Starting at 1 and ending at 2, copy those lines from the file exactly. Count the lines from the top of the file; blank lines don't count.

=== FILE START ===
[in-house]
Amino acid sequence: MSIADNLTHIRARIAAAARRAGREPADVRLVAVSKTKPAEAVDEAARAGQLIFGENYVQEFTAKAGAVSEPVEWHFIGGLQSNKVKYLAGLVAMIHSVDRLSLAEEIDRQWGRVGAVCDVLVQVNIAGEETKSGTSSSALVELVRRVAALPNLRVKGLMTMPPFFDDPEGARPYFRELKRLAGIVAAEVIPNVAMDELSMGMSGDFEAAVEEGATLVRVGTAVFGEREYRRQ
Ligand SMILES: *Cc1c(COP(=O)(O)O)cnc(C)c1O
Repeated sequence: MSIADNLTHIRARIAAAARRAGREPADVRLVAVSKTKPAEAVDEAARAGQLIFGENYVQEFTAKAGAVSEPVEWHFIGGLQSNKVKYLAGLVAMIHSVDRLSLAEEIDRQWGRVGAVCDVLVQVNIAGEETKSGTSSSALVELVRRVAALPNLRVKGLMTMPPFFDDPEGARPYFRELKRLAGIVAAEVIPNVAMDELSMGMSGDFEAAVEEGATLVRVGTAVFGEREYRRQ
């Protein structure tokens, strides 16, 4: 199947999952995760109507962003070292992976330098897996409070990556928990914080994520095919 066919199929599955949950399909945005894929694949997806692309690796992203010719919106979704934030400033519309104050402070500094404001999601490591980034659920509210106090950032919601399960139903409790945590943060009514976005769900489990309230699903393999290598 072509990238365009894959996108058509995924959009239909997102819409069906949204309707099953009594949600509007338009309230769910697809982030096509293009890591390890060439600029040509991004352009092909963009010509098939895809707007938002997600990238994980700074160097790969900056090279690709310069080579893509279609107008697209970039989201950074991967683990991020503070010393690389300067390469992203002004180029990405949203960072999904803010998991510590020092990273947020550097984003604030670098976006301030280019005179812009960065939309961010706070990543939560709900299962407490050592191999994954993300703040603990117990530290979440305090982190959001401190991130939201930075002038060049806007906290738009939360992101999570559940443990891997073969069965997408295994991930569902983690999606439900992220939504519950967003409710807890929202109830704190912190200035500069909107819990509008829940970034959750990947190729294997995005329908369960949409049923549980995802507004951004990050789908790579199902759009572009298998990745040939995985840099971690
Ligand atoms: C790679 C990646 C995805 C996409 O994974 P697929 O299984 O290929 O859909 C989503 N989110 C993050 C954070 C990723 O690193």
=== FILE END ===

[in-house]
Amino acid sequence: MSIADNLTHIRARIAAAARRAGREPADVRLVAVSKTKPAEAVDEAARAGQLIFGENYVQEFTAKAGAVSEPVEWHFIGGLQSNKVKYLAGLVAMIHSVDRLSLAEEIDRQWGRVGAVCDVLVQVNIAGEETKSGTSSSALVELVRRVAALPNLRVKGLMTMPPFFDDPEGARPYFRELKRLAGIVAAEVIPNVAMDELSMGMSGDFEAAVEEGATLVRVGTAVFGEREYRRQ